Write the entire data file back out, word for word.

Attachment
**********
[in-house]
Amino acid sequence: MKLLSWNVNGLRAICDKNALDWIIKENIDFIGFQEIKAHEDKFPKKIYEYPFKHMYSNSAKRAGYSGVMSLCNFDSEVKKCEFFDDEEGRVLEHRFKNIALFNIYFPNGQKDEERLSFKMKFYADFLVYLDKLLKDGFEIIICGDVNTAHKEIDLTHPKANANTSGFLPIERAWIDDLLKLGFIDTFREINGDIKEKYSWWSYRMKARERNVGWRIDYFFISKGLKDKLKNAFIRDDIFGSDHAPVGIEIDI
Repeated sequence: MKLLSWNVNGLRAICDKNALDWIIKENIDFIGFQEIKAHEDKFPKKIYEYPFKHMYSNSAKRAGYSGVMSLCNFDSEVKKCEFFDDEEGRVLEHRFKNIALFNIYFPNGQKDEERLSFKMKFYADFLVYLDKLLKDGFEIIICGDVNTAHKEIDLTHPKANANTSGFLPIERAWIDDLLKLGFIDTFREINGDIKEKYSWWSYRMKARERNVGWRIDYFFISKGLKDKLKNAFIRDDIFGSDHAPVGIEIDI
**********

[in-house]
Amino acid sequence: MKLLSWNVNGLRAICDKNALDWIIKENIDFIGFQEIKAHEDKFPKKIYEYPFKHMYSNSAKRAGYSGVMSLCNFDSEVKKCEFFDDEEGRVLEHRFKNIALFNIYFPNGQKDEERLSFKMKFYADFLVYLDKLLKDGFEIIICGDVNTAHKEIDLTHPKANANTSGFLPIERAWIDDLLKLGFIDTFREINGDIKEKYSWWSYRMKARERNVGWRIDYFFISKGLKDKLKNAFIRDDIFGSDHAPVGIEIDI
Repeated sequence: MKLLSWNVNGLRAICDKNALDWIIKENIDFIGFQEIKAHEDKFPKKIYEYPFKHMYSNSAKRAGYSGVMSLCNFDSEVKKCEFFDDEEGRVLEHRFKNIALFNIYFPNGQKDEERLSFKMKFYADFLVYLDKLLKDGFEIIICGDVNTAHKEIDLTHPKANANTSGFLPIERAWIDDLLKLGFIDTFREINGDIKEKYSWWSYRMKARERNVGWRIDYFFISKGLKDKLKNAFIRDDIFGSDHAPVGIEIDI